As described in section 1.e the economic story is a subplot compared to the magical world described in the books. In the following chapters I present some citations on economic matters. My extracts amount to approximately 15 printed pages, or half a percent of the total of 3,200 pages. The figure below shows the number of pages in the six books and the books' relative share of the total extract:

Figure Economy Pages

References, page numbers, and characters:

  1. References are to book, chapter, and page number: (Book-Chapter-Page).
  2. In section 9.a "Books, Chapters, and Page Numbers" there is a list which may help you find the relevant page in other editions.
  3. See also section 9.b, "List of Characters"

3.c Business Life around the Harry Potter Series

The first book was published in the United Kingdom by Bloomsbury, a fairly small independent publisher, in July 1997. The book's initial success was based on some positive reviews and word of mouth. Apparently J.K. Rowling did not have any particular age group in mind when she started to write the Harry Potter books. Her publishers initially targeted them at young readers aged 8 to 15. Rowling's writing has become more sophisticated and the content of the books has matured as the lead character, Harry Potter, has grown older. The reading age for the books, both in terms of content and style, is rising as the series goes on.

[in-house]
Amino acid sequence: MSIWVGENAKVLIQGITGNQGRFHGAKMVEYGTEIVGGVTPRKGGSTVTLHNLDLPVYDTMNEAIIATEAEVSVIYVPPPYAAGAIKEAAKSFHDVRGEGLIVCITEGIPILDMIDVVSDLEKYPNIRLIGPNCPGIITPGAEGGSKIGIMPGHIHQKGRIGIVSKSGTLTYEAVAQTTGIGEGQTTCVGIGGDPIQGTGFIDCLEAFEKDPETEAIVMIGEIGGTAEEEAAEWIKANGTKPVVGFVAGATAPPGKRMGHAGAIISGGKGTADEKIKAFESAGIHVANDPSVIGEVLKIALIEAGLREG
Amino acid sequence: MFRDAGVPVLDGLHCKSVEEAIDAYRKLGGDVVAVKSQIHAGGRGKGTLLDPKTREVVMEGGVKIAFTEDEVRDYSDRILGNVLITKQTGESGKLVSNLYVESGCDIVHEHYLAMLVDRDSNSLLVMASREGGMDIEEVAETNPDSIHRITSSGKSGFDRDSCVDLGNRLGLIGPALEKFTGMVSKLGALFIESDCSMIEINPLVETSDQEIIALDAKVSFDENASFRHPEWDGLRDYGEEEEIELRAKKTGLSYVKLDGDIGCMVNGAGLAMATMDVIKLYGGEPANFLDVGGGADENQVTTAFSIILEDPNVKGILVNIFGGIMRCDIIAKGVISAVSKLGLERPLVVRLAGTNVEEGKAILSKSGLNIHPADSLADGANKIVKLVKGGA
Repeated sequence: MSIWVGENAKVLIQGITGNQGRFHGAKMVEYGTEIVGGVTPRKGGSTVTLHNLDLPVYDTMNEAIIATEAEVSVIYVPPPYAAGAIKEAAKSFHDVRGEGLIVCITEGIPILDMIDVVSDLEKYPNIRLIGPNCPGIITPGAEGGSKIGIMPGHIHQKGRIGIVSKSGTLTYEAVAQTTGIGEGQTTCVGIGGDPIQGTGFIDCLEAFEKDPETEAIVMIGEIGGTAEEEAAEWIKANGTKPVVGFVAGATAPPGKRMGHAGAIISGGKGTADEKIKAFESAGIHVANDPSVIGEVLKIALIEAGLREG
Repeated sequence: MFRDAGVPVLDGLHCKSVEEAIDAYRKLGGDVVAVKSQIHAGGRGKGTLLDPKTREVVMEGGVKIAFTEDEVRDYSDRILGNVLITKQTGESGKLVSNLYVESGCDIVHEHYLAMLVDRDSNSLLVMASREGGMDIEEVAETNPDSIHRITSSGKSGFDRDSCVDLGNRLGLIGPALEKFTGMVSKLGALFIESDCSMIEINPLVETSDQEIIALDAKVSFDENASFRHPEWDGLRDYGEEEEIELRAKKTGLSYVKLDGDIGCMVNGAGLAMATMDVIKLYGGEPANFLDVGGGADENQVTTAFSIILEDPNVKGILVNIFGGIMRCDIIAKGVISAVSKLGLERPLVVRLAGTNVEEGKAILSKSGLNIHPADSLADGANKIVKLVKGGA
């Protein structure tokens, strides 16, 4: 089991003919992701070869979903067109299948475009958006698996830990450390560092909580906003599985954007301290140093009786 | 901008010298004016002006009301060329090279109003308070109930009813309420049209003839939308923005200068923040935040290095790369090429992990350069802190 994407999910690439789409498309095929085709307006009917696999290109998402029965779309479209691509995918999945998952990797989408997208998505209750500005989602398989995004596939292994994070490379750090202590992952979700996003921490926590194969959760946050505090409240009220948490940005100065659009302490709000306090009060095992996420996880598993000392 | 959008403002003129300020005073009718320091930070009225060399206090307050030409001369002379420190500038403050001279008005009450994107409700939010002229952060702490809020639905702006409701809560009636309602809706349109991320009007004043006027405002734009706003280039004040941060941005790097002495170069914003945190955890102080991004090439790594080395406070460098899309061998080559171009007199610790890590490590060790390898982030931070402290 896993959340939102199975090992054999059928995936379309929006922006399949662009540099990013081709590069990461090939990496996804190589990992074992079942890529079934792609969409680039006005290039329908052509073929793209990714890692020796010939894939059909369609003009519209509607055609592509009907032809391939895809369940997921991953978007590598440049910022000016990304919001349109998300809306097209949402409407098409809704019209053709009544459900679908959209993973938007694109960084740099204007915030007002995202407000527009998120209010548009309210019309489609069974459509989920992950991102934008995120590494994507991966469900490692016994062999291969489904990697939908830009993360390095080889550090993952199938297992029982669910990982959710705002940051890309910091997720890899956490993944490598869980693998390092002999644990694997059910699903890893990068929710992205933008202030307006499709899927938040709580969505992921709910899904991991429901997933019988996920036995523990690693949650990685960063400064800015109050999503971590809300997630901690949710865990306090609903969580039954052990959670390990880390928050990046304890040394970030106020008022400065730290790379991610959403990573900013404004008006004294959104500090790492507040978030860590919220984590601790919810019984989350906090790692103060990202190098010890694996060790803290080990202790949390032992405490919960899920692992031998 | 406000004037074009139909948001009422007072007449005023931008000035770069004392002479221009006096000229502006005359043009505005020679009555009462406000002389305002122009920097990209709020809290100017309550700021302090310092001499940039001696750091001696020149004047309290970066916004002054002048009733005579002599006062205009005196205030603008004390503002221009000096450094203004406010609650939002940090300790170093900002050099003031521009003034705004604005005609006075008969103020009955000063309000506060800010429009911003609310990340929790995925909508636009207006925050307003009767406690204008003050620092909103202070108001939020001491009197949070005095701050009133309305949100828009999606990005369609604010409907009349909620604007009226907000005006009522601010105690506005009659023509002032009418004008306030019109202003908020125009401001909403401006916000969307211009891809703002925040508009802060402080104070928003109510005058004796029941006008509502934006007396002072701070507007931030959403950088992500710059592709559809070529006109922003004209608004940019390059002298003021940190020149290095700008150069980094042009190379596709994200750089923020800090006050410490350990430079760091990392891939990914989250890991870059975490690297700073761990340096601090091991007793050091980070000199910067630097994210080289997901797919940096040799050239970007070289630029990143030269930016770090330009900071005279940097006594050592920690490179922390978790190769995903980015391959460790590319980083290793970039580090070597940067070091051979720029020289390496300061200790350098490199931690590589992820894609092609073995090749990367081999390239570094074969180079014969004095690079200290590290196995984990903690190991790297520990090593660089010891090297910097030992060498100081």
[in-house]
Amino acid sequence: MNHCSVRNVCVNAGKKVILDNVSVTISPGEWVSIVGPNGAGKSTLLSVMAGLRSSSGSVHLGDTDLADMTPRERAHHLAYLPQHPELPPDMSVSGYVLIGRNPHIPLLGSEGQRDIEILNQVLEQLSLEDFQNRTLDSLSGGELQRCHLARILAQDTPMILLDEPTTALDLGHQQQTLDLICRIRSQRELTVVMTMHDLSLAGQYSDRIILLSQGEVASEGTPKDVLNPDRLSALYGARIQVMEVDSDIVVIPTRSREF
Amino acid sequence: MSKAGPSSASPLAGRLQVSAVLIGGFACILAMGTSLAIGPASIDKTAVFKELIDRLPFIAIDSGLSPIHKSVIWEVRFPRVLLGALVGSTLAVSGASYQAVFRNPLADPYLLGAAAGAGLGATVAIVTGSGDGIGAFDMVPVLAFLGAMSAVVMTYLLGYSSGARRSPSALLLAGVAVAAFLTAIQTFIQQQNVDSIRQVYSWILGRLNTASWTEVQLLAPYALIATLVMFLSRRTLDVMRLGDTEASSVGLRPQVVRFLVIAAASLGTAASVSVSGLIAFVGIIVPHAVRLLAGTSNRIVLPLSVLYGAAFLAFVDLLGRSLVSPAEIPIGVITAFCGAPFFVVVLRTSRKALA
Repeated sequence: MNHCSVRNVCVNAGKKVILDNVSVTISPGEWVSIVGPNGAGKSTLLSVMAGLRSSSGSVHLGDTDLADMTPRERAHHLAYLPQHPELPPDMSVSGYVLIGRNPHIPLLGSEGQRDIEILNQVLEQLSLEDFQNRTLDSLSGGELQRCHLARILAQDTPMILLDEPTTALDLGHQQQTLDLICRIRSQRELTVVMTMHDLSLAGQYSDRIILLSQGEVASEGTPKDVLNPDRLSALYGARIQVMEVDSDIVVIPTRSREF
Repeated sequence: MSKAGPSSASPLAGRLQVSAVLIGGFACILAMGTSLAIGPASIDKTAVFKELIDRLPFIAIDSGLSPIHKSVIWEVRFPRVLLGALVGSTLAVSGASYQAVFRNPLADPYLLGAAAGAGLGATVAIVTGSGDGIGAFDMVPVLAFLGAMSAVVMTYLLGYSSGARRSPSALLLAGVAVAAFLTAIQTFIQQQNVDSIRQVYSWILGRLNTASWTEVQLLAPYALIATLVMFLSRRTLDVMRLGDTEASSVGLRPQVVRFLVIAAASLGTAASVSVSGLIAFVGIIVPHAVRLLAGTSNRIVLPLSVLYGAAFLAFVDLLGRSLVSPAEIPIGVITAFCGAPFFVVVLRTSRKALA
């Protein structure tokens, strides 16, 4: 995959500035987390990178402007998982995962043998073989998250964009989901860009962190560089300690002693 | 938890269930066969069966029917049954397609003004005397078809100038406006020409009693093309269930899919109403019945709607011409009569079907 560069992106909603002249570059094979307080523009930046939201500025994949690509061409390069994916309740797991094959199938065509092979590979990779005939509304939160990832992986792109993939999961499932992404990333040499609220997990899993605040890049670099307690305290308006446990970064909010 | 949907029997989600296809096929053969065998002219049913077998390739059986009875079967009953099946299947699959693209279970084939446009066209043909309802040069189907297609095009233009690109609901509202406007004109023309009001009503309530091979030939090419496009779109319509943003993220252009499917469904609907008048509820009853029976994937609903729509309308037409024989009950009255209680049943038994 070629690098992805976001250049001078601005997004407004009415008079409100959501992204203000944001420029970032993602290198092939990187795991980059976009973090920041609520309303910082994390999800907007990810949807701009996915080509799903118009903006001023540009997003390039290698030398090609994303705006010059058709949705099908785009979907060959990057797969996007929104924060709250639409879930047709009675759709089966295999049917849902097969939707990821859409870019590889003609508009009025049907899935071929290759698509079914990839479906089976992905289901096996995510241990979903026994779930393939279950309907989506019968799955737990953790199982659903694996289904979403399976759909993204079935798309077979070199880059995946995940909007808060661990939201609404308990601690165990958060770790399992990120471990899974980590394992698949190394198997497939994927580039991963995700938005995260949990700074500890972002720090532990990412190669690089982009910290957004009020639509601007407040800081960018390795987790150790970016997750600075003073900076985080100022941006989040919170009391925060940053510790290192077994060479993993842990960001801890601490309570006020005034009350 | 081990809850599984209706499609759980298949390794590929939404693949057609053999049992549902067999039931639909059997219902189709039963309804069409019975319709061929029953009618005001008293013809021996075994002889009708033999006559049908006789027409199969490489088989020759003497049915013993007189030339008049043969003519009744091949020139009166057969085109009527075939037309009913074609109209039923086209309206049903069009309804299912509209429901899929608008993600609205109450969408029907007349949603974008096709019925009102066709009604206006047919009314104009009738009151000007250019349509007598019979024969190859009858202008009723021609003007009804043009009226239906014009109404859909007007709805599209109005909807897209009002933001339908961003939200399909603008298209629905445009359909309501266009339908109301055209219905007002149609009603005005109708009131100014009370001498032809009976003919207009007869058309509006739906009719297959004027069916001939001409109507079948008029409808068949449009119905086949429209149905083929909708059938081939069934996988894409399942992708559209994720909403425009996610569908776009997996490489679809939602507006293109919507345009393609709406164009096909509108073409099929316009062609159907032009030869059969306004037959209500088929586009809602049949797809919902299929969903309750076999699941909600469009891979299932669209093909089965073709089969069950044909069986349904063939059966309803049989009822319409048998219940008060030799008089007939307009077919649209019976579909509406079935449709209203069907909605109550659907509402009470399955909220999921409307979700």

The reasons for the success of the series could be J.K. Rowling's unique mix of the genres fantasy and boarding school novel, and her ability to drive elaborate and largely seamless plots over a very wide canvas. [Note 28]

The Danish editions are published on Gyldendal, the leading Danish publishing firm. Gyldendal chose to translate Harry Potter and the Philosopher's Stone without knowing that the original English version would be a bestseller. It was chosen because it was judged to be a good and entertaining book. The translator Hanna Lützen adds that even if the author announced the book to be the first one in a series, one could not be sure that the following volumes would ever be written. [Note 29]

But the following volumes were written, and the series became an outstanding success, selling more than 300 million copies worldwide. [Note 30]

In the year 2000 J.K. Rowling signed a contract that allowed Warner Brothers to create films based on the series. As a part of this deal she has sold her general copyright to Warner Brothers as is shown in the colophon of every book:

The first three films ranked first, second, and second in worldwide box office grosses for their years of release, a turnover of more than $2.6 billion. That resulted in – and is the result of – a series of major marketing campaigns. Wikipedia tells the story this way:

The books themselves carry only a few traces of the kind of branding that Warner Brothers and Bloomsbury use for the launching of Harry Potter films and books. It is thought-provoking, that the untrustworthy character of Gilderoy Lockhart is the books' foremost spokesman for these methods of branding (2-4-69 f., 2-6-100 f.).

See an example of public relations and storytelling in section 9.e.

'He'll be famous – a legend – I wouldn't be surprised if today was known as Harry Potter Day in future – there will be books written about Harry – every child in our world will know his name!' Minerva McGonagall, 1-1-15 [Note 32]